Here is an excerpt from the first Chapter:
The background is my father moved job when I was sixteen. He was a Planning Officer and he’d moved to work for a new council. Not just any Planning Officer, he was a Deputy Chief Planning Officer, now. We moved in the April, so I missed the last three months of my old school and would have to travel back to sit the exams; and the College he’d enrolled me near our new house at didn’t start until September. The new house was grossly loathsome. The cul-de-sac it was on was called Admiral Mews! ‘A prestige new residential development of detached houses with commanding views’, the Estate Agents said, but I would add it was built on hitherto unspoilt countryside and it looked plastic and sterile with mock Tudor effects, just as if it was built out of Lego – never my favourite substance.
As soon as I arrived, I got on my bike and cycled round the hill at whose base the Admiral Mews development had been built. I had no friends now and knew no one and I had nothing else to do except revise for my exams. There was a narrow winding road circling the base of this steep wooded hill, more precipice or cliff-face than hill in places. I cycled round it until I noticed a track heading steeply off it up the hill from a small lay-by. There were big sawn-up tree trunks and large lumps of concrete blocking the track’s entrance from motor vehicles, but I just pushed my bike past the barriers and biked up through the trees until I came to the summit where I found myself on a high wide flat windy moor-land plateau open to huge skies with a birch wood at one end, and, in a high clearing within the wood, I found a stone circle.
The stones were not very big, intimate – only a few feet high, but the place was breathtaking. It was so hidden in its clearing, but the clearing was wide so that the circle was sweepingly open to the full arc of the skies and clouds, winds and sun. The moment I saw it, words came into my mind and echoed in there. The words were: ‘waiting’ ‘waiting for you’.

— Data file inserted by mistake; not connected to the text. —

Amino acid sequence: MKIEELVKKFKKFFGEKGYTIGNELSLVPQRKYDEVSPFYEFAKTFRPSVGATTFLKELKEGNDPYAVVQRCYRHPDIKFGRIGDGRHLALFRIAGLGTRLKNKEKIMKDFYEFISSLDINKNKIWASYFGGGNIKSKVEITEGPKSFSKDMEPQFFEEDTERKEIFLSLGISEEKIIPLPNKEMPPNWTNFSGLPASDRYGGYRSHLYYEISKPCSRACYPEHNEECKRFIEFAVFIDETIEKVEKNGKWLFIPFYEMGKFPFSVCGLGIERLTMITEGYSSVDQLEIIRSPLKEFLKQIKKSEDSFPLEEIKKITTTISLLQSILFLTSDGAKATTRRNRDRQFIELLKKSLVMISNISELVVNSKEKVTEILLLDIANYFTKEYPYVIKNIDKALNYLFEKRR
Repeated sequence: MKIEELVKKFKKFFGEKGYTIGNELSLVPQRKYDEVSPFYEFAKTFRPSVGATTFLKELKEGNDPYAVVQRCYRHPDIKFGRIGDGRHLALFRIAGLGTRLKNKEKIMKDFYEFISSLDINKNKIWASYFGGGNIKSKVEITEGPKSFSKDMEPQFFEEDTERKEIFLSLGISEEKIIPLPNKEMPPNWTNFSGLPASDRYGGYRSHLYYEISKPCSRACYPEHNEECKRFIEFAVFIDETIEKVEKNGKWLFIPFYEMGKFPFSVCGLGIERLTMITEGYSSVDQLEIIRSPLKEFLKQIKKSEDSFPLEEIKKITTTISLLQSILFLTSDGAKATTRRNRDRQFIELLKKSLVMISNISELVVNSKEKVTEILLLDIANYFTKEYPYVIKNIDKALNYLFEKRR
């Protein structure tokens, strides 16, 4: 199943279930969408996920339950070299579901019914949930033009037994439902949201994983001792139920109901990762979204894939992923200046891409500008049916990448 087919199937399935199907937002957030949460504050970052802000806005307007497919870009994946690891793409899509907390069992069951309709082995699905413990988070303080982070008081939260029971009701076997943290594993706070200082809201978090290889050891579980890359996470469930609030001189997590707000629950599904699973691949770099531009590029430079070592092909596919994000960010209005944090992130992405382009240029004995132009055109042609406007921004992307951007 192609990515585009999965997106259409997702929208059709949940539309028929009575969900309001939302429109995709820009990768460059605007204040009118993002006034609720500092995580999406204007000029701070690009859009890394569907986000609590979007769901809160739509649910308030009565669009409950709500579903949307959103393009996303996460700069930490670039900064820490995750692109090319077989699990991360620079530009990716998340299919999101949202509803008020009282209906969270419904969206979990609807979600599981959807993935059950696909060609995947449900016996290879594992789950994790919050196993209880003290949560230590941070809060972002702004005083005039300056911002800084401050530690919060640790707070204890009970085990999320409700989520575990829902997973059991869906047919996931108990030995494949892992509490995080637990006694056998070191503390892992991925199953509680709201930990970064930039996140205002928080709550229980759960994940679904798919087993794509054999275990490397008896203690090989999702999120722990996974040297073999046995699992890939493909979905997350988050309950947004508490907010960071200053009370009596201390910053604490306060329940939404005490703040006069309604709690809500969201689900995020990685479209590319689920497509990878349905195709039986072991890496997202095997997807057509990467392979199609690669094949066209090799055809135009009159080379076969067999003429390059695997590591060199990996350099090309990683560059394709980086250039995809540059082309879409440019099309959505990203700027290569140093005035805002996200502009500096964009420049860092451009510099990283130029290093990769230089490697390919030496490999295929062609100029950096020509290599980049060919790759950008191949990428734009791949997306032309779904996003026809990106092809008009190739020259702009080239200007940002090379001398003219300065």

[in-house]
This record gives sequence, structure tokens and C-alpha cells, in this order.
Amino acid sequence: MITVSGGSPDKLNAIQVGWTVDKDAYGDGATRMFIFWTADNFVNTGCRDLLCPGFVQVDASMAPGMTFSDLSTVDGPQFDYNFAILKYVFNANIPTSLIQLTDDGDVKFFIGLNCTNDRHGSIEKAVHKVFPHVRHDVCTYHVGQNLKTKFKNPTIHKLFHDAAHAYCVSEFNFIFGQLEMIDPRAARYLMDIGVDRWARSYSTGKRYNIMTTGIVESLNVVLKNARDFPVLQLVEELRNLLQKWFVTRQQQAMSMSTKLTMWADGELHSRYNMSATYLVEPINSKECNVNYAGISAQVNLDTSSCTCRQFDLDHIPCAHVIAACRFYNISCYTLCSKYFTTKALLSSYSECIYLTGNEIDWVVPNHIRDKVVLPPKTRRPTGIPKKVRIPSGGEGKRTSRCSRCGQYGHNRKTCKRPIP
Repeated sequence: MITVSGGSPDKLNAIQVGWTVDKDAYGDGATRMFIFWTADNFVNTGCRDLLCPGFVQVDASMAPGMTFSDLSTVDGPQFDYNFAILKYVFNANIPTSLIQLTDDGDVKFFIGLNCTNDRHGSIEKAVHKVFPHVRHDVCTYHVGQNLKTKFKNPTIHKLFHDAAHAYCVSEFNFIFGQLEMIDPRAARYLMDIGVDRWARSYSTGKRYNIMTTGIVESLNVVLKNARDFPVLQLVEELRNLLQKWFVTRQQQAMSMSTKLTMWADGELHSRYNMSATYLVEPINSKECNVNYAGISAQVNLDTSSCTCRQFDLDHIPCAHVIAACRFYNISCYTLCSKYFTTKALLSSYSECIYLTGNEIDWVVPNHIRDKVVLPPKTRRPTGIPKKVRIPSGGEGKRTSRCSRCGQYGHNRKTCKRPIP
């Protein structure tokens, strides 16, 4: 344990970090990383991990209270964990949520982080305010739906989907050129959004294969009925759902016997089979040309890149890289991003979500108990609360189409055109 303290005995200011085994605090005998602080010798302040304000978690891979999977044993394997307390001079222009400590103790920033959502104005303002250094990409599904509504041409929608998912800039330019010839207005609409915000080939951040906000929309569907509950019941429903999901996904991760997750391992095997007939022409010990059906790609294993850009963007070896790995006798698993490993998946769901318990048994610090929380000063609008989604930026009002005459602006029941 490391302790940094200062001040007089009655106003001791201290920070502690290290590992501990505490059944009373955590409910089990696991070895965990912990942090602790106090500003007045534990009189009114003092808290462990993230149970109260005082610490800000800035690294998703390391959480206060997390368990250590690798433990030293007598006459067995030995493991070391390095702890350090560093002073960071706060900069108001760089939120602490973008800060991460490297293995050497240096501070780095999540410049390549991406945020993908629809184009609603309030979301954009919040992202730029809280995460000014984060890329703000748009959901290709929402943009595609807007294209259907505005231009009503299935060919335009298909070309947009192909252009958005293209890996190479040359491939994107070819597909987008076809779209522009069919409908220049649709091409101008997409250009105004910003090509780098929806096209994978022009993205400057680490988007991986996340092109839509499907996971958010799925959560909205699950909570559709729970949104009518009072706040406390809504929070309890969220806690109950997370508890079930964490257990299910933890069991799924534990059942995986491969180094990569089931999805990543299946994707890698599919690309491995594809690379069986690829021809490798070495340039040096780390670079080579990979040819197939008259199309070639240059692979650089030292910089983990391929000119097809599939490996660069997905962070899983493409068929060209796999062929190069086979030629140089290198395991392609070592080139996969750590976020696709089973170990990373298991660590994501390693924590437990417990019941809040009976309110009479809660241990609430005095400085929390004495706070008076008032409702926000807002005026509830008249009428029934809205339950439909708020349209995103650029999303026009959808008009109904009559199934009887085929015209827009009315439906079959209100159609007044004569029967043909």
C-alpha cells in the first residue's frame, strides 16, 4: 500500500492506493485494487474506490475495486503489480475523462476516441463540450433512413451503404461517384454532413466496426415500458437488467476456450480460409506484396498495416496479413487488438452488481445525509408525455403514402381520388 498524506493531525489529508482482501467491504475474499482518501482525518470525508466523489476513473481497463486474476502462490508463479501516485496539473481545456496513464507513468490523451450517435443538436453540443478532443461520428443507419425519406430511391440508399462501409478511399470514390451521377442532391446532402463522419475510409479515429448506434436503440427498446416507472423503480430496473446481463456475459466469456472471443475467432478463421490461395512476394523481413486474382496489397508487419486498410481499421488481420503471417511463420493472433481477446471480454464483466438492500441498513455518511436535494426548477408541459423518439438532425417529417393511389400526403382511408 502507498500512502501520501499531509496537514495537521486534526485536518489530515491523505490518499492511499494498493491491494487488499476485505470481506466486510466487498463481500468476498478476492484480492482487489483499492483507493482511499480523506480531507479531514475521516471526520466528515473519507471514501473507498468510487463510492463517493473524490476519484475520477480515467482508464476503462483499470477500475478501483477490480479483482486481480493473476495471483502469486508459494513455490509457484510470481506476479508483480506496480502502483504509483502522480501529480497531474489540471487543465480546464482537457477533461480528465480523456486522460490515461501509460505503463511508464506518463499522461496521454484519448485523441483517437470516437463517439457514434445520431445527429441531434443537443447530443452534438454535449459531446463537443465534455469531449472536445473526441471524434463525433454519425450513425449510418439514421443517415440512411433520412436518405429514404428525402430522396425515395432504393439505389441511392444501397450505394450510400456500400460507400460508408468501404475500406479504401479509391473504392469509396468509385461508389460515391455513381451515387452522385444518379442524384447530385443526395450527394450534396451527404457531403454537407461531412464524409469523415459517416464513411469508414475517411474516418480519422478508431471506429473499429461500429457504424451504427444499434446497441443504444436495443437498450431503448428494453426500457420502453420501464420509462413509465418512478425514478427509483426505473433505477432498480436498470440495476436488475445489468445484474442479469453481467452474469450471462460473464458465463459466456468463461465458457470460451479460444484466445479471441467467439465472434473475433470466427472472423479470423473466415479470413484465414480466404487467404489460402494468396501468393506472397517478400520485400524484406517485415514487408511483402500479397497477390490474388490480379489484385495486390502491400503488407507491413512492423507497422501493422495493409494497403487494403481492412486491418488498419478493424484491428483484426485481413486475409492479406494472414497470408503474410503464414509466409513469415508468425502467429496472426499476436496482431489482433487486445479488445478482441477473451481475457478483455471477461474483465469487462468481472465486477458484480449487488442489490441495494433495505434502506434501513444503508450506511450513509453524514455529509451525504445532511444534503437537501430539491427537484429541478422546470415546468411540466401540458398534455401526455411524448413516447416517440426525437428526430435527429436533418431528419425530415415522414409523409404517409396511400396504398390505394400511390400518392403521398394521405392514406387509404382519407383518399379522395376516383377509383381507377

I stayed in the circle every day after that, just hanging around, enjoying the silence, revising for my exams, thinking. The important thing is that the place felt totally quiet, weird, timeless. I definitely felt I was a different person, there – and I was much happier with this different me – but it took me weeks and months before I could even begin to describe exactly how it was changing me. The change is in me still. I can feel it. The fact is it is as if some energy was there. I am certain it had been put there by the people that built the stone circle, or it could be the stones had been built there because of the energy of the place, I suppose; or both: but either way it was definitely a very different world.
I began to feel very different in my body and my mind changed. My head felt different. My body felt more solid and alert. I felt more of a man. I felt more part of the great sweep of time and the endless turning of the seasons and the life of animals and birds. I believe it had given this gift to its makers who first used it for their rituals over three thousand years ago, but how this energy was created in the first place is a deep mystery. If you go there you, too, might experience the truth of these feelings. And later on, I found it had other gifts as well.
The truth is that, by strange coincidence, other people were called to the Circle at exactly this same time, and our arrivals coincided with a time when the Circle itself came under a threat that put into peril its presence on this landscape where it had stood holding its power for three thousand three hundred years.
I was so lucky and blessed in these other people who were also called to the Circle. My whole life changed. It happened like this.
Sacred Earth by Michael Conneely
Liam finds his life path in vision, ritual and living close to the earth. He leaves his cold and ambitious father who cares only for exam results and career and joins a protest group dedicated to saving a Bronze Age Stone Circle threatened by the start of quarrying near-by. In confronting the forces of greed, money, law and order and establishment, to whom an ancient sacred site is valueless, Liam is forced to make a choice: whether to risk his liberty in joining the protest or turn away out of fear. In defending the sacred earth, he discovers the Vision Realm, love and family. His life will never be the same again.
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